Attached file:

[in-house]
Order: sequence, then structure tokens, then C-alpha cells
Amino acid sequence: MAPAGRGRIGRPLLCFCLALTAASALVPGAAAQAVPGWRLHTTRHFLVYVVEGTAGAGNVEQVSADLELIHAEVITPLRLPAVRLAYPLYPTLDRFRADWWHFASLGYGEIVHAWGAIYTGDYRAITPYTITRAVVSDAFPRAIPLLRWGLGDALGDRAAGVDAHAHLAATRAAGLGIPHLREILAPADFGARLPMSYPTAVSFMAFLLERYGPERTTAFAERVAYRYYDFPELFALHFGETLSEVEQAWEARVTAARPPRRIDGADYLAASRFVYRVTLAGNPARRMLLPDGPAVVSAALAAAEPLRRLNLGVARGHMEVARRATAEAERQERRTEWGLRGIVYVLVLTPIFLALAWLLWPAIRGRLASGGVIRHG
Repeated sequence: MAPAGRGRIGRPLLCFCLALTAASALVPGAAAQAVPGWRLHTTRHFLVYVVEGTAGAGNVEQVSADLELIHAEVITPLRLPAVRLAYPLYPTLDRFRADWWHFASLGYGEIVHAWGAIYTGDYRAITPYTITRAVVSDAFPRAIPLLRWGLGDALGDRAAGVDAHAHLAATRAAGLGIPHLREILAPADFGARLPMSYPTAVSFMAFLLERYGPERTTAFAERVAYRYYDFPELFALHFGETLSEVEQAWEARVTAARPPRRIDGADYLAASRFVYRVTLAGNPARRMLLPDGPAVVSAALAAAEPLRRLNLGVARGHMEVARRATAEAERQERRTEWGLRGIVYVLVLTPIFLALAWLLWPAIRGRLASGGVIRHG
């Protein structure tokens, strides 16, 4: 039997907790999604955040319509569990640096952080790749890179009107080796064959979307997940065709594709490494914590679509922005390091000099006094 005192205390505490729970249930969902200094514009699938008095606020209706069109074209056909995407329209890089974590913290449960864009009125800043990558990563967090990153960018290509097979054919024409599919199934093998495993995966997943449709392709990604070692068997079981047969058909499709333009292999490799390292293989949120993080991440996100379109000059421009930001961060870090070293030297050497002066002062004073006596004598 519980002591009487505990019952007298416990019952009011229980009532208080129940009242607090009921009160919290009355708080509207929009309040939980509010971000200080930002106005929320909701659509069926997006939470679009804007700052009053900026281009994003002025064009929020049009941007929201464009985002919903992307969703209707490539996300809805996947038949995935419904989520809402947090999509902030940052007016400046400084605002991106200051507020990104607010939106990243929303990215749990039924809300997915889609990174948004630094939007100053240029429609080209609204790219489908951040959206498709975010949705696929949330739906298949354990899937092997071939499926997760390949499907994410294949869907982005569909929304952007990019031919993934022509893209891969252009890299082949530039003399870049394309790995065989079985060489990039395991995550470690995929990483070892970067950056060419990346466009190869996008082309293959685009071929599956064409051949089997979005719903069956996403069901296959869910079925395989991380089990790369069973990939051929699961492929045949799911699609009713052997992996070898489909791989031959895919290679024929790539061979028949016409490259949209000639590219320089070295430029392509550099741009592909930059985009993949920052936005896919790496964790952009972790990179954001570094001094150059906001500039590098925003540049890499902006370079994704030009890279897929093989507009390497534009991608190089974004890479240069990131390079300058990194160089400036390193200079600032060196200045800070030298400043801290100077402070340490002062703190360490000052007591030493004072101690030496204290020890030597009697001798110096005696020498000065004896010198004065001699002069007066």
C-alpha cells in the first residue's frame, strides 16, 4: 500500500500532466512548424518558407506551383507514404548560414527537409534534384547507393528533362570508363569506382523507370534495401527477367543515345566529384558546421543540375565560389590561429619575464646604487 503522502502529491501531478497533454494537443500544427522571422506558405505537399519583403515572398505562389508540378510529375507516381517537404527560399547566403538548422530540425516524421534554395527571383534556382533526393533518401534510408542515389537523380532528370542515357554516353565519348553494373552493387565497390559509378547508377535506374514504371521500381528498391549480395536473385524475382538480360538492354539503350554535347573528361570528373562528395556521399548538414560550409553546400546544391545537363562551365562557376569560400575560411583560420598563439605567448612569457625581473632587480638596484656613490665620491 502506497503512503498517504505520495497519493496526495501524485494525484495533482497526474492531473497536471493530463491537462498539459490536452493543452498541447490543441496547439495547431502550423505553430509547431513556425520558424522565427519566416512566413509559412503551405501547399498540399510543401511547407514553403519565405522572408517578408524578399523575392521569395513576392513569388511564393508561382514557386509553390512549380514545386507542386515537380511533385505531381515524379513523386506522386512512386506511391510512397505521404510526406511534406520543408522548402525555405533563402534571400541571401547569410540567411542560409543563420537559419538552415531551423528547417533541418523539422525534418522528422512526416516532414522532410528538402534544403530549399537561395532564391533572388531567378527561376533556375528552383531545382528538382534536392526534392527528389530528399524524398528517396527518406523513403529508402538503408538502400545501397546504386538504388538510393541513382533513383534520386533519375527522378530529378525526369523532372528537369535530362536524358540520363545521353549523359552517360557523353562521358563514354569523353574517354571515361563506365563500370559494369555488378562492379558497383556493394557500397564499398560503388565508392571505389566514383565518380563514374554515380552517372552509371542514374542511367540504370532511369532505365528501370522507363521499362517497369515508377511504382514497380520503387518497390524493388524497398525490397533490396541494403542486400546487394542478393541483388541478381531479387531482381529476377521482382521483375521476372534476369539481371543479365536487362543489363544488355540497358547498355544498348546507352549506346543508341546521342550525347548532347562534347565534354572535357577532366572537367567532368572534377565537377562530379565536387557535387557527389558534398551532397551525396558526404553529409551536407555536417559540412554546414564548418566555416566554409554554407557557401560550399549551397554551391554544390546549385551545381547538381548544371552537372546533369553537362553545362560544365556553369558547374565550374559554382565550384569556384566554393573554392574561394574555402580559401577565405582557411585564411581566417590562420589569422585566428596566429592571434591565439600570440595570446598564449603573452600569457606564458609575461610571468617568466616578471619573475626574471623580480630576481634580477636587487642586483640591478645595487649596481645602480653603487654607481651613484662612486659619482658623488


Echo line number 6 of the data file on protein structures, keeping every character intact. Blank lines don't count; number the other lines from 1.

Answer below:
C-alpha cells in the first residue's frame, strides 16, 4: 500500500500532466512548424518558407506551383507514404548560414527537409534534384547507393528533362570508363569506382523507370534495401527477367543515345566529384558546421543540375565560389590561429619575464646604487 503522502502529491501531478497533454494537443500544427522571422506558405505537399519583403515572398505562389508540378510529375507516381517537404527560399547566403538548422530540425516524421534554395527571383534556382533526393533518401534510408542515389537523380532528370542515357554516353565519348553494373552493387565497390559509378547508377535506374514504371521500381528498391549480395536473385524475382538480360538492354539503350554535347573528361570528373562528395556521399548538414560550409553546400546544391545537363562551365562557376569560400575560411583560420598563439605567448612569457625581473632587480638596484656613490665620491 502506497503512503498517504505520495497519493496526495501524485494525484495533482497526474492531473497536471493530463491537462498539459490536452493543452498541447490543441496547439495547431502550423505553430509547431513556425520558424522565427519566416512566413509559412503551405501547399498540399510543401511547407514553403519565405522572408517578408524578399523575392521569395513576392513569388511564393508561382514557386509553390512549380514545386507542386515537380511533385505531381515524379513523386506522386512512386506511391510512397505521404510526406511534406520543408522548402525555405533563402534571400541571401547569410540567411542560409543563420537559419538552415531551423528547417533541418523539422525534418522528422512526416516532414522532410528538402534544403530549399537561395532564391533572388531567378527561376533556375528552383531545382528538382534536392526534392527528389530528399524524398528517396527518406523513403529508402538503408538502400545501397546504386538504388538510393541513382533513383534520386533519375527522378530529378525526369523532372528537369535530362536524358540520363545521353549523359552517360557523353562521358563514354569523353574517354571515361563506365563500370559494369555488378562492379558497383556493394557500397564499398560503388565508392571505389566514383565518380563514374554515380552517372552509371542514374542511367540504370532511369532505365528501370522507363521499362517497369515508377511504382514497380520503387518497390524493388524497398525490397533490396541494403542486400546487394542478393541483388541478381531479387531482381529476377521482382521483375521476372534476369539481371543479365536487362543489363544488355540497358547498355544498348546507352549506346543508341546521342550525347548532347562534347565534354572535357577532366572537367567532368572534377565537377562530379565536387557535387557527389558534398551532397551525396558526404553529409551536407555536417559540412554546414564548418566555416566554409554554407557557401560550399549551397554551391554544390546549385551545381547538381548544371552537372546533369553537362553545362560544365556553369558547374565550374559554382565550384569556384566554393573554392574561394574555402580559401577565405582557411585564411581566417590562420589569422585566428596566429592571434591565439600570440595570446598564449603573452600569457606564458609575461610571468617568466616578471619573475626574471623580480630576481634580477636587487642586483640591478645595487649596481645602480653603487654607481651613484662612486659619482658623488